O Mary, Sorrowful Mother, look down on my little part of the Church, this community entrusted to the care of Your priest. How often do we everyday torture the Body of your Son with complaints and murmuring! How often have I spoken when I should have been silent; how often do I speak harshly when I ought to console. And so I ask you, intercede for me with your Son, that we may yet bring forth the Gospel of Christ into the world, even as I am an unworthy vessel to do so. Amen.

Saturday, April 13, 2013

The Ten Commandments as Taught by Modern America

1. I am the Lord thy God, whom thou hast imprinted on thy money; thou shalt not have any other gods before me...except money.

2. Thou shalt not use the name of the Lord thy God in earnest.

3. Remember the Lord's day, to do thy mowing, lawn work, and other household chores.

4. Blame thy father and mother for all thy ills; for thus thou shalt gain sympathy from others and shew thyself independent.

5. Thou shalt not behold animals being killed for thy food.

6. Thou shalt divorce when thou desirest.

7. Thou shalt cheat the government and thy creditors.

8. Thou shalt not tell the truth bluntly, as if truth existed.

9. Thou shalt not wear clothes that allow thee to go unnoticed.

10. Thou shalt strive to have all that thy neighbor hath.

Friday, April 12, 2013

"Problems" based on the Baltimore Catechism, no. 3- Are you smarter than a fifth-grader?

So, these are some "Problems" that I gave my fifth-graders to work out, based on Lesson 28 of Baltimore Catechism no. 3. No, I don't use Baltimore no. 3 for fifth grade. We are just doing this one lesson from it to reinforce their Baltimore no. 1 lesson on prayer. What do y'all think? Could you pass fifth grade Religion?

 1.Sister Joan says that we can receive grace every day, even if we cannot receive the sacraments every day. How is this true?

 2. Jimmy says that he only says vocal prayers because he doesn’t know how to practice mental prayer. Explain to him a simple way to practice mental prayer.

 3. Calvin Luther, who is not a Catholic, asks you what the most important Catholic prayers are. What do you tell him?

 4. Susan says that she always gets distracted during prayers at school. What are some things that she can do to avoid distractions?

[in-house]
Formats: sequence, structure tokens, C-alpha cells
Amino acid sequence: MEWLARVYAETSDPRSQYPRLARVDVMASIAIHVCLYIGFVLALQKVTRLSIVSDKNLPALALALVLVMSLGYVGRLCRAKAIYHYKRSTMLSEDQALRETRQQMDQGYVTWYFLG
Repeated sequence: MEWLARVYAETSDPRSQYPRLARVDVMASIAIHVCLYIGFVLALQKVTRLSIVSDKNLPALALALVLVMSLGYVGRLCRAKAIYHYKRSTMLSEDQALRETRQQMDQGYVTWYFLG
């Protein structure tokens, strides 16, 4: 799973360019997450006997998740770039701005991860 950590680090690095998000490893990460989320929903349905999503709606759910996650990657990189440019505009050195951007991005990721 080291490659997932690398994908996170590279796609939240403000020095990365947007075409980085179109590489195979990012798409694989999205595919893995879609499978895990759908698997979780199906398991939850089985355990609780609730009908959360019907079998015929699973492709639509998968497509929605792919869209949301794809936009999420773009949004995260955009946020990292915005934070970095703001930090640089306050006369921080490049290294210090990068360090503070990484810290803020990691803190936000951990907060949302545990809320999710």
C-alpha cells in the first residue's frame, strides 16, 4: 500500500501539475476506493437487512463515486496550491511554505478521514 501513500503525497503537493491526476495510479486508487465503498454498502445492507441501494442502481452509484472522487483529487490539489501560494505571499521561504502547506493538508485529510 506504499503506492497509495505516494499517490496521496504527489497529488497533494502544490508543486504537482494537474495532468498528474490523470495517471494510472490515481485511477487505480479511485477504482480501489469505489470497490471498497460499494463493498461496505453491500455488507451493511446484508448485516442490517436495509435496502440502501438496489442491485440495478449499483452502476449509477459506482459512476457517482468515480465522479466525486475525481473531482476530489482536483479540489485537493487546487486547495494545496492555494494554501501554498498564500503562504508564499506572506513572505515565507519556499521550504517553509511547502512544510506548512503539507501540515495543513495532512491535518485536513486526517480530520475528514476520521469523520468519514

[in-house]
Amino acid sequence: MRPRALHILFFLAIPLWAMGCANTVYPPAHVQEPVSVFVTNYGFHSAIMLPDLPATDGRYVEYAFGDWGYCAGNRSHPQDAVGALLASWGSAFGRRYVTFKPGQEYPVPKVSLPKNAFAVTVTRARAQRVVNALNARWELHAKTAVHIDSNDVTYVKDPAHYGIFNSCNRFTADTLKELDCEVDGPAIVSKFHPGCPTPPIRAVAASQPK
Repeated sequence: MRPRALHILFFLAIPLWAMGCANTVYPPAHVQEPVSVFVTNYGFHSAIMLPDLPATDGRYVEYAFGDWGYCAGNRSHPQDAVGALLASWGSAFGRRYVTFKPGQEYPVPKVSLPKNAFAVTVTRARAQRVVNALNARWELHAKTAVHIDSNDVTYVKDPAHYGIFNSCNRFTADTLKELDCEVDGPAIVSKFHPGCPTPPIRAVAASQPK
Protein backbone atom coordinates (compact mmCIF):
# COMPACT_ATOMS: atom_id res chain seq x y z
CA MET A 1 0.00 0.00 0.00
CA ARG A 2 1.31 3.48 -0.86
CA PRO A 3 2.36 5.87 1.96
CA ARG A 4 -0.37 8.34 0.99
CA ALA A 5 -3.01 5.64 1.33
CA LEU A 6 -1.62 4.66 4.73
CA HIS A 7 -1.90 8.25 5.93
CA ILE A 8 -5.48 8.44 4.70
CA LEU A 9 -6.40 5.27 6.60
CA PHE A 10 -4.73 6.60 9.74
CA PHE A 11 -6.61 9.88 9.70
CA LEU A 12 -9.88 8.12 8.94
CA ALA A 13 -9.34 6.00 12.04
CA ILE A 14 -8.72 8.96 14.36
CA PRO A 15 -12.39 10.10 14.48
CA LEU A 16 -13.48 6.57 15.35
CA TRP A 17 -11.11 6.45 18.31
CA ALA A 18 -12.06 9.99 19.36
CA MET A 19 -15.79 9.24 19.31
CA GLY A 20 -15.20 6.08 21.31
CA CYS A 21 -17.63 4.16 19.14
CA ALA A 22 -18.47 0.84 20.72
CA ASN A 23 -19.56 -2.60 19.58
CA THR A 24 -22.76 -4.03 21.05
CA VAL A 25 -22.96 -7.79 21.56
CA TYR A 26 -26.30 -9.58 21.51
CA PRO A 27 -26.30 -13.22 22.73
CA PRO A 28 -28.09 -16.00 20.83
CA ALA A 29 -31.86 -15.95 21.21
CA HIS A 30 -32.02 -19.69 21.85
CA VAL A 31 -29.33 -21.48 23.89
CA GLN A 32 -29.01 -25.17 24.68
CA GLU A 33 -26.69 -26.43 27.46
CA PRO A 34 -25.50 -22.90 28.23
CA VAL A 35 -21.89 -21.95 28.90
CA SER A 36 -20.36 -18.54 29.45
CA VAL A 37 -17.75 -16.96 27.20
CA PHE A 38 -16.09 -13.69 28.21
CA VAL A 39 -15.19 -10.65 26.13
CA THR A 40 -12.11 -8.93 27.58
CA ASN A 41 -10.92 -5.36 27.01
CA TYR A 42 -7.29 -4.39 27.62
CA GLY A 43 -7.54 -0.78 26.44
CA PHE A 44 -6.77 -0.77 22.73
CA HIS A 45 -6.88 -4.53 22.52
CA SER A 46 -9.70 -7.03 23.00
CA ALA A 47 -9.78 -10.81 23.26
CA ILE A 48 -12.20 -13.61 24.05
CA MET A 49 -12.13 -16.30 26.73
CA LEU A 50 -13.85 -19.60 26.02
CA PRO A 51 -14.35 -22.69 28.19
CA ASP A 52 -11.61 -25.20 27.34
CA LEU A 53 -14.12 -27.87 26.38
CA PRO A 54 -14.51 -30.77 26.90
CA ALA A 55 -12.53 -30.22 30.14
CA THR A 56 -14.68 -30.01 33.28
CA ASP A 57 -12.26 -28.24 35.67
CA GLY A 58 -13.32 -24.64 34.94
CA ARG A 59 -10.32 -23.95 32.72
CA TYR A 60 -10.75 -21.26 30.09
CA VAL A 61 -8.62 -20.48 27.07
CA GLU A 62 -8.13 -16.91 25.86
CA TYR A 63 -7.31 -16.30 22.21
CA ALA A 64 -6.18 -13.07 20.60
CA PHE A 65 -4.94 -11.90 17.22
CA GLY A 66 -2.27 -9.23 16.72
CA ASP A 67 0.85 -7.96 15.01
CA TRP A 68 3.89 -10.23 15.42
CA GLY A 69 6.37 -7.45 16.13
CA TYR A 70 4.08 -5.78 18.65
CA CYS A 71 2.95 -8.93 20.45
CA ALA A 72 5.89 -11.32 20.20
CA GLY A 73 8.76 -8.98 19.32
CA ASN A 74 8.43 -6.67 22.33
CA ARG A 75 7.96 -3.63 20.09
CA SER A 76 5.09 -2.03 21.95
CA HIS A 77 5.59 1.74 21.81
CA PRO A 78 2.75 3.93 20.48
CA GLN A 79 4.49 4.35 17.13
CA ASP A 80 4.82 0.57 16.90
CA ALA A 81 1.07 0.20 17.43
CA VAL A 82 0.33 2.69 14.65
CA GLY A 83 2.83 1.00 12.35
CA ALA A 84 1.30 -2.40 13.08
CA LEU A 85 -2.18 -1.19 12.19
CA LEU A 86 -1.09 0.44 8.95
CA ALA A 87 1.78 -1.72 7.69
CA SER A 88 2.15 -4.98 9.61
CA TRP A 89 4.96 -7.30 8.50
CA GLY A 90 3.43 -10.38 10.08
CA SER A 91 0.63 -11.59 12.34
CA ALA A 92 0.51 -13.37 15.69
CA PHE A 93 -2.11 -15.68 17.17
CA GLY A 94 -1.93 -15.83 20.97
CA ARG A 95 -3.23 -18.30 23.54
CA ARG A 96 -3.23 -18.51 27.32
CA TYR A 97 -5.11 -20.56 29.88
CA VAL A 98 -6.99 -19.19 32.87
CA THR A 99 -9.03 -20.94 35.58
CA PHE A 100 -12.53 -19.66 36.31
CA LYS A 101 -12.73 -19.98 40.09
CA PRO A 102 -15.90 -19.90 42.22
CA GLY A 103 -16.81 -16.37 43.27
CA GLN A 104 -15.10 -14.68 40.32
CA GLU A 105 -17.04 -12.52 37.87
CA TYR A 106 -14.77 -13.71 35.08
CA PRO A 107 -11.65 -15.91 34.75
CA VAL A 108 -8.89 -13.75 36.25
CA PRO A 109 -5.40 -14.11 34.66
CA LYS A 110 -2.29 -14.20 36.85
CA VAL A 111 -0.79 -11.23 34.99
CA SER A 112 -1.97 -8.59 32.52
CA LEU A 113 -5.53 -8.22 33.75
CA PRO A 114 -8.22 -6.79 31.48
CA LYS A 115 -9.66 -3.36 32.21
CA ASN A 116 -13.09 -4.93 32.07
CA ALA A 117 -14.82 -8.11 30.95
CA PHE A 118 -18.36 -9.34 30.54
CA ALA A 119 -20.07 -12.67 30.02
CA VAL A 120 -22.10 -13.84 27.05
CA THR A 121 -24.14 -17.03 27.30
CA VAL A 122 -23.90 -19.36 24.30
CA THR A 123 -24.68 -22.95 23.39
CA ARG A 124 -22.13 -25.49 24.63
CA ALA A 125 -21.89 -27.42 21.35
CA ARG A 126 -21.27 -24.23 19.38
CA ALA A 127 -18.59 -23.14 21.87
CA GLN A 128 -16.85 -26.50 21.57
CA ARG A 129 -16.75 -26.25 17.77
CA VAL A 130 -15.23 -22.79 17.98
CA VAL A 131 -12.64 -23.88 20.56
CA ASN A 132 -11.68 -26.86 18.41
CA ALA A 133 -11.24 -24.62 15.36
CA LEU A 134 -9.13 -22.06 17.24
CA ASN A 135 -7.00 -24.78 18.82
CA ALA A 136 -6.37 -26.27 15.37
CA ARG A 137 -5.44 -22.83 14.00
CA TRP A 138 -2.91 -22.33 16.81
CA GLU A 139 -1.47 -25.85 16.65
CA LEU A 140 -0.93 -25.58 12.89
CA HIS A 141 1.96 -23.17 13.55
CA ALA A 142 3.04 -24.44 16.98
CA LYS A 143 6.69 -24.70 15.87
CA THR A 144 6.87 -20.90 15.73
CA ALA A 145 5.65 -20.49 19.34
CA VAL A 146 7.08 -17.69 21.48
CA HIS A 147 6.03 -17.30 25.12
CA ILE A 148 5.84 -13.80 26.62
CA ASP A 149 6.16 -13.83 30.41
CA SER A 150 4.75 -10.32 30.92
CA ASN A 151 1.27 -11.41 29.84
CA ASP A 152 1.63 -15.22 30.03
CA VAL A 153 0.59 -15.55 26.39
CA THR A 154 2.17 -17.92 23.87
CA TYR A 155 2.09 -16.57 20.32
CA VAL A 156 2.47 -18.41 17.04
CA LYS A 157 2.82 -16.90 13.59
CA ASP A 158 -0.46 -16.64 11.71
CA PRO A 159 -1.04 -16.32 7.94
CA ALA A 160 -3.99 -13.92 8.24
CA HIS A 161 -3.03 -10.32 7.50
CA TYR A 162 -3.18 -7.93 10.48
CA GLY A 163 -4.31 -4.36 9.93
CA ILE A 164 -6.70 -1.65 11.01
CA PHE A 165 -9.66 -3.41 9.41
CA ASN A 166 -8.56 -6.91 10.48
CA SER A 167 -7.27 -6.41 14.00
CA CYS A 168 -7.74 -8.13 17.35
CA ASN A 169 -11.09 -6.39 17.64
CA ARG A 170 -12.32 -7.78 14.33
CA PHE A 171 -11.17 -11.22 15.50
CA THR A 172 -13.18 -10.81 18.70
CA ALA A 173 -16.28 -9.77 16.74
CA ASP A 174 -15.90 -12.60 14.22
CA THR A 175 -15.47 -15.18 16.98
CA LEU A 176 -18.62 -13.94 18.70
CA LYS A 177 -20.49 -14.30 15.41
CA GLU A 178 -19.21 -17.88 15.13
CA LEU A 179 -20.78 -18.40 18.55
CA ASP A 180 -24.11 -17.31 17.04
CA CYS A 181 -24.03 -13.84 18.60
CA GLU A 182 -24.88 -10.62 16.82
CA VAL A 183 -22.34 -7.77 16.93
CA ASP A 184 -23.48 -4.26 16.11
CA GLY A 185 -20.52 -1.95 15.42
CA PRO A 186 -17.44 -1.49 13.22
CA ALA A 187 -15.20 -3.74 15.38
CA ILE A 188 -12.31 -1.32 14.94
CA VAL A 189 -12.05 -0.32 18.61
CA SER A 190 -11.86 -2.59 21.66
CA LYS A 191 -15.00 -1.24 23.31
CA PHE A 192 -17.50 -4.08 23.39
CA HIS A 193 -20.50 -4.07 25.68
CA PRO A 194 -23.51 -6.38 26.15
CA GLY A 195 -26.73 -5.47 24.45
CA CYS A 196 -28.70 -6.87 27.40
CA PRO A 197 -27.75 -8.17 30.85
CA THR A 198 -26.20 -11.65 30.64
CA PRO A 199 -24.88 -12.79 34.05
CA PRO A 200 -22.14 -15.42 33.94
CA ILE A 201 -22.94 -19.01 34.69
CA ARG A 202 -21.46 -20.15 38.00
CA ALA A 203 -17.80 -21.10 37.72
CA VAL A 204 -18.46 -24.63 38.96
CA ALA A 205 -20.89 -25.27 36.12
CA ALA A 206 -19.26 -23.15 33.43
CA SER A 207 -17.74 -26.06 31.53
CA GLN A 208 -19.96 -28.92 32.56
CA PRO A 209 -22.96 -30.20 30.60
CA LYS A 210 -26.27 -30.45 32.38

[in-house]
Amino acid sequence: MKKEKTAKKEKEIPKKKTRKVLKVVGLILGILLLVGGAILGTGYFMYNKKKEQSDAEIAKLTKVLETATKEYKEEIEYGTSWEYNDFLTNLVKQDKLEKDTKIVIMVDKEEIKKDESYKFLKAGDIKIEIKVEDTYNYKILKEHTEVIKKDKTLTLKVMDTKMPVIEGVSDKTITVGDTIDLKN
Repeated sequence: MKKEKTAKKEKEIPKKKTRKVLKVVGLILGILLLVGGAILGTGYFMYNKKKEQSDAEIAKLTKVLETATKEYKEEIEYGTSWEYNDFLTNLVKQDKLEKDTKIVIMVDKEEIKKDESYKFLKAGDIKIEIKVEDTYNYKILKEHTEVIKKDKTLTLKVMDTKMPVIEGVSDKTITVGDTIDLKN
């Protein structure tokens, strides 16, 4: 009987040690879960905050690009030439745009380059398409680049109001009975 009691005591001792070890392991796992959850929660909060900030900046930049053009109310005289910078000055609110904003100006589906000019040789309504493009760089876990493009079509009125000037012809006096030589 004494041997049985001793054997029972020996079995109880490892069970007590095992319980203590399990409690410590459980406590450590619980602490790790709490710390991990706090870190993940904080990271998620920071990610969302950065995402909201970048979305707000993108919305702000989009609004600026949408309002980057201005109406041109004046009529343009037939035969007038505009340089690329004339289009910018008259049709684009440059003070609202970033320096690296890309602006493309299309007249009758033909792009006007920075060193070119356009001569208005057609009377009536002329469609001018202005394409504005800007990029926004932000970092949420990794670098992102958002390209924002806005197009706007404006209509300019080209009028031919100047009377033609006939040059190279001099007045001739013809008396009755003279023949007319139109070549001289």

5. Brother John thinks that he is the holiest monk at Clear Creek because he can say his Breviary the fastest. Explain why he is or is not correct.

 6. You and another boy are doing chores out on the farm. How can you pray even while doing your chores?

7. Sister Perpetua says that we pray to God for rain, because otherwise He will forget that the convent’s garden needs water. What mistake has she made?

8. Tom prayed a novena to get a new water gun for his birthday. When his birthday came, he did not receive a water gun. What is one possible explanation for why God chose not to grant his prayer?

Conversion Story 7.0, continued

Here follows the rest of my lecture....

In the Fall of 2004, the Evangelical Lutheran Church in America, the liberal Lutheran denomination that I had joined only six months prior, was engaged in a heated and momentous struggle between various factions of the denomination. The essence of the debate was whether, first of all, homosexual relations were in fact sinful and, however one decided that question, whether or not homosexuals in a stable sexual relationship with a person of the same gender would be admitted to ordination. Previously, only homosexuals who remained single were permitted to become Lutheran ministers. Around that time, I believe it was in November, the Lutheran Church was having a general assembly of church delegates to decide this very issue.

It has been a few years, so some of the particulars of how this debate was carried out have become a bit fuzzy. I remember that the big controversy going into the assembly was that the faction in favor of ordaining gay individuals simply didn't have the votes to pass any binding decision changing the rules for ordination. I also remember that, prior to the assembly, a list of "discussion questions" was being circulated around the various local churches by the ELCA leadership, encouraging "ongoing dialogue" on this issue. I love politics, so I knew what was up. The plan was to keep the resolution in play even if the assembly voted down the changes, so that eventual passage was virtually assured.

On this issue, I took the standard ELCA middle-of-the-road stance. It was probable, I thought, that the Scriptures condemned extra-marital sexual relationships, even between persons of the same gender, and there was no provision for marriages between people of the same gender. However, my opinion was that, on a personal level, there was no way for a church to judge the guilt of any particular person; rather, as I thought then, each person had to act according to the dictates of their own conscience. As for ordination, it seemed to me that Scripture offered only two acceptable lifestyles for an ordained person: celibacy or marriage to one wife. Neither of these allowed for those who are in homosexual unions. (N.B., I didn't go into this much detail during the original lecture.--Clayton). My views on this have somewhat changed and matured since becoming Catholic and having the benefit of the Catholic tradition of moral theology.